Our little church has hit crisis mode. Our elementary children’s department now has one regular attender. The preschool class is in the same shape. It’s become a vicious circle. Teachers are frustrated because there are no children and families with children don’t want to come because we have no program. To make us feel more despondent the experts tell us that children’s ministry is the heartbeat of any congregation. Without a children’s ministry, our church will die. Is there any hope for us?
Rick Chromey, in his book, “Energizing Children’s Ministry in the Small Church” gives some answers that greatly assure me. Here’s what I’ve learned so far.
1. Small is good. Small churches who live in the shadow of mega-churches have often felt inferior, unimportant, and guilty. But, according to Chromey, small churches have some advantages. Teachers can relate to kids more because there aren’t so many children to keep track of. Small churches can be more innovative and sometimes impulsive. It’s easier to change a program if it isn’t working in a small church. The smaller church can get kids involved in leadership roles sooner, such as passing offering plates, playing an instrument in the praise band or taking attendance. So true! I got my start in music by playing the piano for junior church. I was playing for worship service by age fifteen. In our church, an awkward 17 year old boy, is the official attendance counter, a perfect job for him. Small can be good!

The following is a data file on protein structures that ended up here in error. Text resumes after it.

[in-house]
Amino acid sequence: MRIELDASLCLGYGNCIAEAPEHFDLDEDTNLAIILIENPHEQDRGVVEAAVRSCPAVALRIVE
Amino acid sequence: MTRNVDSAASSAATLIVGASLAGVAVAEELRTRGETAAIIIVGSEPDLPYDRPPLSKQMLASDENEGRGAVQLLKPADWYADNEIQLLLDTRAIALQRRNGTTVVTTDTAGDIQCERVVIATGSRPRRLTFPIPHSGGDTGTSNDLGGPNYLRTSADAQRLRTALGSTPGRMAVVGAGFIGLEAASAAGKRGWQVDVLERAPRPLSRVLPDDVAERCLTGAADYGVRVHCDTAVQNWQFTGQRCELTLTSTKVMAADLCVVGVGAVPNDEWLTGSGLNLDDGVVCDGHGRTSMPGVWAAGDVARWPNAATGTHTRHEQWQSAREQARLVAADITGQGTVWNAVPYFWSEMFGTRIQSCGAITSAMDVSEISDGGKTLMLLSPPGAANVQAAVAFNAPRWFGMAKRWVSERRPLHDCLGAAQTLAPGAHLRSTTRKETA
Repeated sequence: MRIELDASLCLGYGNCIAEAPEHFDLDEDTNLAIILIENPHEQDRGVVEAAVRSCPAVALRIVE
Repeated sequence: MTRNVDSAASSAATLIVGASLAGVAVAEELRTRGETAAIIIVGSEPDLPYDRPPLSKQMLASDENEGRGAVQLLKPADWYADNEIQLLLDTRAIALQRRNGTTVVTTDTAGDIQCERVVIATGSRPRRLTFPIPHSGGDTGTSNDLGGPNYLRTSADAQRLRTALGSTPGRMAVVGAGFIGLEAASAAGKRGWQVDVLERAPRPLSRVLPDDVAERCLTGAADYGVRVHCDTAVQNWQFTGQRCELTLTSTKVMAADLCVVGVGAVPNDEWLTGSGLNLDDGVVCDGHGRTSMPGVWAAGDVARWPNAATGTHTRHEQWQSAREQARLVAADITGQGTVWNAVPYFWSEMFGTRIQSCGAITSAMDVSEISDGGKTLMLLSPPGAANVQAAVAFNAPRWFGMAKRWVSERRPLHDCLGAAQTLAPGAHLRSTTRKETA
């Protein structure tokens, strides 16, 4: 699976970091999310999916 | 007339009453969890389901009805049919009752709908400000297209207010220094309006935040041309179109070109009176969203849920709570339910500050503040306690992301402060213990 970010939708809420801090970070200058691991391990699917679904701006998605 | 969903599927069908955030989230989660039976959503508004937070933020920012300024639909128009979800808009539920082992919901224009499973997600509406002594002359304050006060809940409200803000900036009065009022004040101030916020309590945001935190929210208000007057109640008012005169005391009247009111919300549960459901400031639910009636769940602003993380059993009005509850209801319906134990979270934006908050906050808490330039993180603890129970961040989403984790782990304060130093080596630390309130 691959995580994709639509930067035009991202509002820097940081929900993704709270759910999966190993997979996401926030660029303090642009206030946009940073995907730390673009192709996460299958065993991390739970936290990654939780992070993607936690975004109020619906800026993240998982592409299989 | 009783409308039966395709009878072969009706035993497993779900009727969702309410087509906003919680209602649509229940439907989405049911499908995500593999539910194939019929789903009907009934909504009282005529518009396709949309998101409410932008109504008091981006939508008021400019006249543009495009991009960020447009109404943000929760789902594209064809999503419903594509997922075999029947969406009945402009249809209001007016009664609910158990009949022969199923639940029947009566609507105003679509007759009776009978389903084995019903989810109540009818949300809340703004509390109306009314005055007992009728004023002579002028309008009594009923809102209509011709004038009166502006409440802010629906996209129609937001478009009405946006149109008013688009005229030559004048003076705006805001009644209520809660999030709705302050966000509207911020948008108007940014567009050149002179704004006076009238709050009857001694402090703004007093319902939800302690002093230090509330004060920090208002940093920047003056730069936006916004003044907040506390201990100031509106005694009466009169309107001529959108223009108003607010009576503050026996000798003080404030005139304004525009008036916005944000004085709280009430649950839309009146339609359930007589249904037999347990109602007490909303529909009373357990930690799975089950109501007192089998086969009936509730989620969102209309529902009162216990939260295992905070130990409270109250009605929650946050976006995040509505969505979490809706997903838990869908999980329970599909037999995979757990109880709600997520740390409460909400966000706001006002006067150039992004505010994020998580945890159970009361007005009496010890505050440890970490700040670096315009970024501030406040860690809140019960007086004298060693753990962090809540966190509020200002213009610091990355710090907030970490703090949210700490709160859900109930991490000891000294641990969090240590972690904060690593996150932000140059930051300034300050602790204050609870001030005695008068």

2. Small doesn’t mean traditional. There are many small churches out there that are dynamic, growing, ministering, caring for their community. Is your church small because it’s holding too tightly to traditions from the past? Or is it small because of community dynamics? A small church needs to change its way of thinking not because “that’s how mega-churches do things” but because our world is changing. If we’re going to reach our kids for Jesus, we need to present a program that is relevant to them, not stuck in the 1950’s.
3. It only takes a spark. Small churches often suffer from a defeatist syndrome. I’ve heard the rhetorical statement this week, “But what can we do?” Jesus turned the world upside down with 12 men. One Sunday School teacher had a tremendous impact on one student who led thousands to Christ – Dwight L. Moody. Jesus used the parable of the mustard seed to show the impact one little seed can have. Chromey uses the example of one spark from a car that can set dry underbrush ablaze and explode into a raging forest fire.
That’s what I’m trying to be right now. Just that one spark. God has given me a handful of teachers and a couple of students to whom I’m trying to be faithful in encouraging and teaching. One little spark. That’s all it takes.
What about you?